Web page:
Antarctica’s Coast Is Turning Green With Algae Due To Global Heating

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In a new study, researchers have found that microscopic algae growing on the surface of snow in the Antarctic Peninsula is spreading as global temperatures continue to rise. While the melting of snow could lead to more algae growth, which can help sequester carbon dioxide, warmer temperatures could also affect wildlife populations such as penguins, which algae relies on for its source of nutrients to grow. In the long-run, the scientists say that if climate change doesn’t stop, the peninsula’s snow will completely melt, and there will be no algae at all. 

The study, published in the journal Nature, was conducted by a team of scientists from the University of Cambridge and the British Antarctic Survey. They studied satellite data between 2017 and 2019 collected by the European Space Agency (ESA), and gathered measurements in Ryder Bay, Adelaide Island, the Fildes Peninsula and King George Island to map microscopic algae.  

They found that global heating has led to microscopic algae growing on the surface of snow along the Antarctic Peninsula, turning the snow so green to the extent that it can be spotted from space. Scientists say that the algae relies on the excrement of marine birds and mammals, such as penguins, which are rich fertiliser for algae bloom. 

“This is a significant advance in our understanding of land-based life on Antarctica, and how it might change in the coming years as the climate warms,” said co-author of the paper Matthew Davey from the University of Cambridge. 

Algae growth doesn’t necessarily mean bad news. “Snow algae are a key component of the continent’s ability to capture carbon dioxide from the atmosphere through photosynthesis,” explained Davey. 

But with more algae growth, the white snow will turn darker, which causes more of the sun’s heat to be absorbed. The scientists say we are therefore still in the dark about what the net impact of widespread algae growth might be.

They also highlighted that widespread algae growth, which is prompted by warming temperatures, may end up being stopped by increasingly hot weather as a result of climate change. Temperatures could rise so much that the Peninsula’s snow completely melts, taking away all the snow algae.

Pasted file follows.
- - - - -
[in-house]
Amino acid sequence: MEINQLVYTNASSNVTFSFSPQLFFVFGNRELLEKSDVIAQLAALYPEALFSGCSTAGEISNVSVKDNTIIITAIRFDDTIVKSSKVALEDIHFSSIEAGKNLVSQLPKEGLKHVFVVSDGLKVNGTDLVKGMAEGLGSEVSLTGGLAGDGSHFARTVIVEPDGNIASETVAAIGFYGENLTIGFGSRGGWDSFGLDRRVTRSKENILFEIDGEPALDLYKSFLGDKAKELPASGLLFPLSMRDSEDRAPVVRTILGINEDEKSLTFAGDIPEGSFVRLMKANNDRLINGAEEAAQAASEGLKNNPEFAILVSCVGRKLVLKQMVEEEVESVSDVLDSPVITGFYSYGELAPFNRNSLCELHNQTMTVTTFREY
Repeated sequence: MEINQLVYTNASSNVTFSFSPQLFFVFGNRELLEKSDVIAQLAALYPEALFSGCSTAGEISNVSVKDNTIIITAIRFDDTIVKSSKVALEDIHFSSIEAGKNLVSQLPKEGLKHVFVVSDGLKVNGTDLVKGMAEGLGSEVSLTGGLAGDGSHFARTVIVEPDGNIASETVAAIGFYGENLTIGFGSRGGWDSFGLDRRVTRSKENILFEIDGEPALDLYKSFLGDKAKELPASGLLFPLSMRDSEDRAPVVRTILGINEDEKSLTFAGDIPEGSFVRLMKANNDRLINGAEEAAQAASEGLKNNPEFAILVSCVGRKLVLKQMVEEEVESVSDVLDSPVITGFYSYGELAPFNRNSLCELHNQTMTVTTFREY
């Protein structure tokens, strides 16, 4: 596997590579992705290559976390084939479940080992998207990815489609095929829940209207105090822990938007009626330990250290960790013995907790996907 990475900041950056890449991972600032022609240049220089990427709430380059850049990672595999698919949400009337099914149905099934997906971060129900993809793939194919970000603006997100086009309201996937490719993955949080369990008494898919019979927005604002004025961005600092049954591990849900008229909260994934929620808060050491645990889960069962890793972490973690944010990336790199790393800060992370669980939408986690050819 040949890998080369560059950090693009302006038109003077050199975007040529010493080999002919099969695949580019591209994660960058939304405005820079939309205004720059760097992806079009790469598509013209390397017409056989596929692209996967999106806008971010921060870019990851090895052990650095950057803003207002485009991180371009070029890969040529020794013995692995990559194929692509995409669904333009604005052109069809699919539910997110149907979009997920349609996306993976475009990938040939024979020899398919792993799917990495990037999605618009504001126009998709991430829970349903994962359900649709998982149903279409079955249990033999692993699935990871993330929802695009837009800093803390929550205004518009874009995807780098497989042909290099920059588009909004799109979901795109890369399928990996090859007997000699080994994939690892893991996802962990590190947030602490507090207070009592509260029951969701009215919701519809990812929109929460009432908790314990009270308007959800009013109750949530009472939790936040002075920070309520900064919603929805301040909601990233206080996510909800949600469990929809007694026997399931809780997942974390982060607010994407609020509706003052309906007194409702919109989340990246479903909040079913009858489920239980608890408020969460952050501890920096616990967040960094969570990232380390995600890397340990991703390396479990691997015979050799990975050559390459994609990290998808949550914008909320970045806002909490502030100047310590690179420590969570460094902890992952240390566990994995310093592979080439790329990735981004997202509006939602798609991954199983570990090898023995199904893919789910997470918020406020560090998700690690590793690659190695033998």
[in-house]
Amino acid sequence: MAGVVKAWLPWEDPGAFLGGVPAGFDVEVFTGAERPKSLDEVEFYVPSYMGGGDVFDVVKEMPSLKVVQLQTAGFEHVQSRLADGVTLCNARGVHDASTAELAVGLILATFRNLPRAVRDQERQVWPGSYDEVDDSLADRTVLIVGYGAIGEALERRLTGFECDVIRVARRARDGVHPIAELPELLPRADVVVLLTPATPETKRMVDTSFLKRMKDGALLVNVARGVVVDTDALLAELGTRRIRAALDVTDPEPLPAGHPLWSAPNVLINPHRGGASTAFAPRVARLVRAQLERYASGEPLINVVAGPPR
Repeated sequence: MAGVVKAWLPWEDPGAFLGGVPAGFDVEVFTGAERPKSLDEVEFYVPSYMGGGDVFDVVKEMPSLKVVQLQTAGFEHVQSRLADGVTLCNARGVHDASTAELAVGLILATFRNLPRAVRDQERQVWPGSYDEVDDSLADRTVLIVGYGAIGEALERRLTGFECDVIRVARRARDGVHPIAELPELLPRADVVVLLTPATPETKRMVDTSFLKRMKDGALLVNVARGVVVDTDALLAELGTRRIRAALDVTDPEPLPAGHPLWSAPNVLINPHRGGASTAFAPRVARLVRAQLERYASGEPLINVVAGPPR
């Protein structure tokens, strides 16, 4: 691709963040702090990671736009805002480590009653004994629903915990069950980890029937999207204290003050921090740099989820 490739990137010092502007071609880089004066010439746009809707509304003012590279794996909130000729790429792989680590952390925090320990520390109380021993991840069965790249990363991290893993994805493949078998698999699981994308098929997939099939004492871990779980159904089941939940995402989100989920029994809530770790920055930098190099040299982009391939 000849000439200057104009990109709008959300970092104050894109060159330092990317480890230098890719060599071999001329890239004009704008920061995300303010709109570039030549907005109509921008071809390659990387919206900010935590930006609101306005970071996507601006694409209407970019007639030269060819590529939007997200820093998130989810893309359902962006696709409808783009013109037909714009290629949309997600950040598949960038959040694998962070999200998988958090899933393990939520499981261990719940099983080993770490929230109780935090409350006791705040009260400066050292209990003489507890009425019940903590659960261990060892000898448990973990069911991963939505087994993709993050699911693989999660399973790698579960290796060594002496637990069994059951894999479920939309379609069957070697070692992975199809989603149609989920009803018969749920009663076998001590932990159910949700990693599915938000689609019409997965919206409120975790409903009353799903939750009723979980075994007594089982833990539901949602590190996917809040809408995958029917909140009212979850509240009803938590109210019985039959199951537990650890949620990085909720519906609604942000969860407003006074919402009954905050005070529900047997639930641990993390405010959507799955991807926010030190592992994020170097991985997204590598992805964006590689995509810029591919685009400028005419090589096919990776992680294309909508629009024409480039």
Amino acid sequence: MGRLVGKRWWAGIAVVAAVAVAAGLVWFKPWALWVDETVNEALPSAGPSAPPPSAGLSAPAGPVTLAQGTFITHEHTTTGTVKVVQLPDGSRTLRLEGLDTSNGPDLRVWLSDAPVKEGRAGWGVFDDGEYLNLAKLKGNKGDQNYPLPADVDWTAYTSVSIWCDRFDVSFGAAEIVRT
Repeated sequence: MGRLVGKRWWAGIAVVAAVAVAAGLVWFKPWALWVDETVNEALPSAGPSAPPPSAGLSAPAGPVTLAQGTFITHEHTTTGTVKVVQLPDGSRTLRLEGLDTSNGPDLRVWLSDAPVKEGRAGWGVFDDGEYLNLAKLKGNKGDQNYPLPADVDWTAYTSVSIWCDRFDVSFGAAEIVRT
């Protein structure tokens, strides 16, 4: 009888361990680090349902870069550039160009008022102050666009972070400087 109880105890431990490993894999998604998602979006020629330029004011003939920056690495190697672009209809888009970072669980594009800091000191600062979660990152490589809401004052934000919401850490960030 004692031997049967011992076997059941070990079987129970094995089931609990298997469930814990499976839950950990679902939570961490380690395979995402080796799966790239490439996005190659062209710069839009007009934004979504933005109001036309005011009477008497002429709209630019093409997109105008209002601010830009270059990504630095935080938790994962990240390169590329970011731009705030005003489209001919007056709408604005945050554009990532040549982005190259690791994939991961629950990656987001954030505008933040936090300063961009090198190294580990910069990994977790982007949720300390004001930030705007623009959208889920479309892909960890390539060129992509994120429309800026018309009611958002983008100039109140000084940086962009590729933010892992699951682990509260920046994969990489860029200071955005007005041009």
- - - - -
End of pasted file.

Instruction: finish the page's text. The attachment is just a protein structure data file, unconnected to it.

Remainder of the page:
“If it warms up a bit, you get a lot more blooms. If it warms up a lot, the whole system could crash completely because there’s no snow,” said Davey.

The loss of snow could additionally negatively impact the survival of wildlife species such as penguins, which the algae relies on for its nutrients to grow. 

Unprecedented temperature rise is already happening in Antarctica, especially in the Peninsula, the most northern part of the continent, which has the warmest temperatures in the Antarctic region. In January, the warmest part of the year for the Southern Hemisphere, temperatures average a little above 0 degrees celsius, but it is quickly warming up over time. 

A heatwave in Antarctica melted around 20% of snow from Eagle Island within 9 days in February this year, said the researchers. One station logged record temperatures with a high of 18.3 degrees Celsius, which was warmer than the temperature in Hong Kong over the same period. 

Aside from turning the region green, the speed at which the Antarctic region is heating up has the potential to lead to devastating impacts felt throughout the globe. Even small increases in warming could lead to the collapse of ice shelves along the Peninsula. 

Ice shelves act as plugs to support and stabilise existing ice sheets that are attached to land. If they collapse, it could speed up the rate at which ice sheets disappear, which would release large quantities of carbon dioxide and methane that is sequestered in them back into the atmosphere. 

It will also cause further sea-level rise, which has already impacted the physical security of communities in the Pacific island states, and will threaten the 1 billion people living along coastlines in the world, many of whom are in Asia.


Lead image courtesy of Matt Davey / University of Cambridge / SAMS / AFP.


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